Just like many of the well-to-do families in the Islington area, new Highbury gastropub The Smokehouse is born out of good heritage. It’s the latest opening from small pub group Noble Inns, and has some of London’s best regarded gastropubs as siblings in the form of The Lady Ottoline in Bloomsbury, The Pig & Butcher in nearby Angel and The Princess of Shoreditch in, erm, Shoreditch.
If you’re familiar with any of those pubs named above, then you’ll have a fair idea of what to expect at The Smokehouse; just add a bit more fire, even more meat and an over-arching caveman approach to food. Well, at least that of a caveman with classic French training.
In terms of design, think pared back with lots of bare wood – including the obligatory gastropub standard sanded floorboards – and a whole side of the bar dedicated to being a proper “I’ll just have a pint, please” pub rather than the foodie affair across the way.
The menu manages to be primal and sophisticated at the same time; British at heart, while international in inspiration. It’s far from cheap, but resoundingly reasonable; starters average a bit over a fiver and mains hover around the 15 mark until you get onto the really serious steaks.
Of our starters, a chopped brisket roll takes top spot: succulent strands of ever-so-slightly salty beef are encased in a croquette potato style breadcrumb shell and served with a slightly spicy, miso-esque Korean gochujang mayo. The rather ludicrous sounding foie gras, apple pie and duck egg, is only slightly less good. Two large seared strips of the ethically dubious goose liver delicacy are accompanied by a battered and deep-fried apple pie and topped with an almost-raw duck egg yolk. The resultant combination is wacky, but also creamy and silky. The not-as-out-of-place-as-you-might-think apple pie takes on the role a sweet wine or onion marmalade might more conventionally serve when paired with such rich a dish.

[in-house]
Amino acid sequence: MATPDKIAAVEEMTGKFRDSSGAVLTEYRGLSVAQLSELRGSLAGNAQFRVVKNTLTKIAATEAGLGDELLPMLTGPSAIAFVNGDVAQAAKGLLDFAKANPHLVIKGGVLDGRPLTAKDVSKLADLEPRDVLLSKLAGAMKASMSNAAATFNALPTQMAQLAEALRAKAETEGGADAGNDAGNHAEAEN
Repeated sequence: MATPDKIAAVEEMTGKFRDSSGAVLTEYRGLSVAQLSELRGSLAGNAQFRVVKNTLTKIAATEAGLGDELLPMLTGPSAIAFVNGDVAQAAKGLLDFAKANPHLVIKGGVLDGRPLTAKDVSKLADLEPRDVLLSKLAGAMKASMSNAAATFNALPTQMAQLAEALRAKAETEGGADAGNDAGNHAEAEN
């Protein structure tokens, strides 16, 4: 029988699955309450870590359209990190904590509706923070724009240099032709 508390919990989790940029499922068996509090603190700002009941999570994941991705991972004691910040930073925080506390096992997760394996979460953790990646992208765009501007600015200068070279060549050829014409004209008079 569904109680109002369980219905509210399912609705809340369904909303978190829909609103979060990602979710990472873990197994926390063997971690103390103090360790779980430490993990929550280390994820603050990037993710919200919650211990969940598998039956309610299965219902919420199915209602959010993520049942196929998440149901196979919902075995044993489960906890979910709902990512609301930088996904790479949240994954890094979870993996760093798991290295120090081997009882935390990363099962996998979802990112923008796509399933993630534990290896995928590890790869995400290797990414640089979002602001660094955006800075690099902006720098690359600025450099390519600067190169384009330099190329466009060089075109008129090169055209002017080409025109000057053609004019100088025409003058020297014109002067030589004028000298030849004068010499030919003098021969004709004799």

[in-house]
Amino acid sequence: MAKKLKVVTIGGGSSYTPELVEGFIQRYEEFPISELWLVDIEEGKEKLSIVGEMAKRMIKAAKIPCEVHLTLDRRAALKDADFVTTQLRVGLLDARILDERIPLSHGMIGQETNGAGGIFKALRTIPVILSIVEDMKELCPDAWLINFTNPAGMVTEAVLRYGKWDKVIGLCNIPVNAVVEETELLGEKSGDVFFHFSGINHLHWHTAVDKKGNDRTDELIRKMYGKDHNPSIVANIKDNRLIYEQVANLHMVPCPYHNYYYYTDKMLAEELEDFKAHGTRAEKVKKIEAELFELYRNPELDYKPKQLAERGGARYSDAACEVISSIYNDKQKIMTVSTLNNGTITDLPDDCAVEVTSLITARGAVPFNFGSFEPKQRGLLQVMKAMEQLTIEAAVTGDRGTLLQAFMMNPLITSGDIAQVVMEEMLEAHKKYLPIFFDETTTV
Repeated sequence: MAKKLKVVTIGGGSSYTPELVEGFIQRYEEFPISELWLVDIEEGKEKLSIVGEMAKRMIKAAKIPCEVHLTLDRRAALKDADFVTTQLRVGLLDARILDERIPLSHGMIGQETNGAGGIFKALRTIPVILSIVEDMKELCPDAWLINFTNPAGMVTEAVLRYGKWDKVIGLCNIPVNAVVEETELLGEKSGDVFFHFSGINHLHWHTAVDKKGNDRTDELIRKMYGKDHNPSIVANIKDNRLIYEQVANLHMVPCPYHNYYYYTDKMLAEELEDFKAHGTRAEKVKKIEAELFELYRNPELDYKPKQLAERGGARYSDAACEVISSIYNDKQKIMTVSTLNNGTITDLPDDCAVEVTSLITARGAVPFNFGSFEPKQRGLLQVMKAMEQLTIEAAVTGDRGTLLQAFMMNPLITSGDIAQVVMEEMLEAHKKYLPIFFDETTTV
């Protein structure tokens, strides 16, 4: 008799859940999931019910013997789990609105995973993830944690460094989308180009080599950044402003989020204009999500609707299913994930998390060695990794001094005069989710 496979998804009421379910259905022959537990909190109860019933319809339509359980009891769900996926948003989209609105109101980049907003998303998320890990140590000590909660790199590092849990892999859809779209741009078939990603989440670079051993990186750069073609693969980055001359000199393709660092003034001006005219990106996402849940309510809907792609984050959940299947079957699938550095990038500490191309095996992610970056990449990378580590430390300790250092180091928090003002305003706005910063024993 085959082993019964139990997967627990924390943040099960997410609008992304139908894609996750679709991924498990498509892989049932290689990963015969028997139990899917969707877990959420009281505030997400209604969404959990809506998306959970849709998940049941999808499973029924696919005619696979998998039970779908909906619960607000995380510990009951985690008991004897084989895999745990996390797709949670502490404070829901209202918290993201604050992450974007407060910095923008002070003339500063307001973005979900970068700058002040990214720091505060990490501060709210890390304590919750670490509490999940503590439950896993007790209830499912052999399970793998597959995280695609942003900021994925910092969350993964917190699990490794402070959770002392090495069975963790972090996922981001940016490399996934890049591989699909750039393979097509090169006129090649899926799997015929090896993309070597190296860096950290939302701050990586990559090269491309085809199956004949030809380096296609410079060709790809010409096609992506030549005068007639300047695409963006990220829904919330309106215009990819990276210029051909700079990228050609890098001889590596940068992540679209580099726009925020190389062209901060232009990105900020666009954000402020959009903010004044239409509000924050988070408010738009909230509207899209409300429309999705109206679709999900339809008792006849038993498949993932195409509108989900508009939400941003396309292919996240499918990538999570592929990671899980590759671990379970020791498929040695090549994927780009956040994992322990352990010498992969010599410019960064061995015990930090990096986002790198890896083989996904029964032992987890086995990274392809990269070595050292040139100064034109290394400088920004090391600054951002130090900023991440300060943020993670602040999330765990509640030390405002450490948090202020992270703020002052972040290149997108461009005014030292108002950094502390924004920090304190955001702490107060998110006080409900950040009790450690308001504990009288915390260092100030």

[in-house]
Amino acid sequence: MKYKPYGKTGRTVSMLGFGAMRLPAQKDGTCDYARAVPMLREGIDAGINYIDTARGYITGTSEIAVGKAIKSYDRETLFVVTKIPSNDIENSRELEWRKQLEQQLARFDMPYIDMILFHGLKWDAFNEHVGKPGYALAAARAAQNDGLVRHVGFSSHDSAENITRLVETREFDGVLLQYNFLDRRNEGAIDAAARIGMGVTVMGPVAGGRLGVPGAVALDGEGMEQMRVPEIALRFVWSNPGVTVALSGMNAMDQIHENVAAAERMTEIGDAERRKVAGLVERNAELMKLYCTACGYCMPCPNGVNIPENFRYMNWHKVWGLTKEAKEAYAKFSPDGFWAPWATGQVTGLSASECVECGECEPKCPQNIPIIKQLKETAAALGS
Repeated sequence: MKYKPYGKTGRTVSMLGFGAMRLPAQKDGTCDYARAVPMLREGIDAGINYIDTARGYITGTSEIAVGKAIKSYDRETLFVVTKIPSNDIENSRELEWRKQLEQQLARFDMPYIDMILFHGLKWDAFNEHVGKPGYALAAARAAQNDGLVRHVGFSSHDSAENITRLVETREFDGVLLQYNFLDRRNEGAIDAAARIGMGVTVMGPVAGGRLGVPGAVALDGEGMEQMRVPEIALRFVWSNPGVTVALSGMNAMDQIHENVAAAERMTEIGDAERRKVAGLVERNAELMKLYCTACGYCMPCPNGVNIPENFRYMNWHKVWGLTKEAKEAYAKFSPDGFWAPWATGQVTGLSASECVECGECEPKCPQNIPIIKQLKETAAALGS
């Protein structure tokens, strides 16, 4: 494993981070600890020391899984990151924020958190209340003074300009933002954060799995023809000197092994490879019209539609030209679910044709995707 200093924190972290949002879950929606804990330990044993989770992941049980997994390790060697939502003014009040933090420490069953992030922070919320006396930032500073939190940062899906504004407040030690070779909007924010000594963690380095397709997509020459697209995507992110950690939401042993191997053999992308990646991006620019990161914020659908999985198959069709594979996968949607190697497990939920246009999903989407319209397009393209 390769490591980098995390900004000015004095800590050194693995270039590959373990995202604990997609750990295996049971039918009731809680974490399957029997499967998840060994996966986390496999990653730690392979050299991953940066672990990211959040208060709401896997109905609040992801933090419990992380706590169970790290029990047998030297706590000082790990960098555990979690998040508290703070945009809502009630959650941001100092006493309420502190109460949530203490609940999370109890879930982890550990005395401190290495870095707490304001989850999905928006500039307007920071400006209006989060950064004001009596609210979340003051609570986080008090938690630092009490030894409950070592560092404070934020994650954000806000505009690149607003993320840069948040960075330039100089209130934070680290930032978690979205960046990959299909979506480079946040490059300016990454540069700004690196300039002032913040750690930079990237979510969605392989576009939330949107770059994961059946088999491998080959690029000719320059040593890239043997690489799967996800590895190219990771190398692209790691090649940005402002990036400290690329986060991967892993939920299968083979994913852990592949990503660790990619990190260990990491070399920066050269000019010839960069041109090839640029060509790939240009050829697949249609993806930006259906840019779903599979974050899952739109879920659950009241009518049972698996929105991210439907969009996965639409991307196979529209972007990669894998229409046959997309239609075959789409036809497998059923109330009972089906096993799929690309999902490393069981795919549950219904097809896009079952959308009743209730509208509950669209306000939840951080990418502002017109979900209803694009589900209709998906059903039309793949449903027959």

In the mains department, peppered ox cheek served with cauliflower cheese is close to the ultimate in cold weather comfort food. In fact, perhaps too much so – another texture on the plate certainly wouldn’t have gone amiss. Still, the meat is soft enough to yield at the press of a finger, and the cauliflower cheese sauce unctuously creamy. The accompanying gravy is so dense and rich that it brings to mind Branston pickle. We can’t decide if this is a positive or negative attribute where gravy is concerned, but rest assured it went well with the cheese.
A dish of mutton chops, piled high and dressed with anchovies and parsley is surely this venue’s signature serve. The meat is smoky, flame-blistered on the outside and a soft, juicy pink within. There’s something of Fergus Henderson’s renowned St. John restaurant about the simplicity of the dish, and its use of harsh and basic flavours to create a sophisticated, if messy, plateful that goes down as well now as it no doubt would have in the Flintstones’ times.
We imagine that pudding is an oft-skipped course thanks to some mega mains, but the dark chocolate and caramel Friday Pie – complete with delicate, buttery pastry – is worth finding your second stomach for. It’s rich, so maybe share one.
While we’ll steer short of a blow-by-blow account of the meat sweats that followed our meal, it would be wrong not to mention the beers we enjoyed throughout. Doing nothing by halves, you’ll find that The Smokehouse offers more than 70 choices across taps and bottles, with a focus on some unusual options from America, Germany and Belgium, as well as a wide selection of Kernel, Meantime and Camden brews from a lot closer to home. Naturally, there’s a few smoked numbers, too.
So, if you fancy channeling your inner caveman (or woman), now you know where to head to get your rocks off.
The Smokehouse is at 63-69 Canonbury Road, N1 2DG. Visit their website here.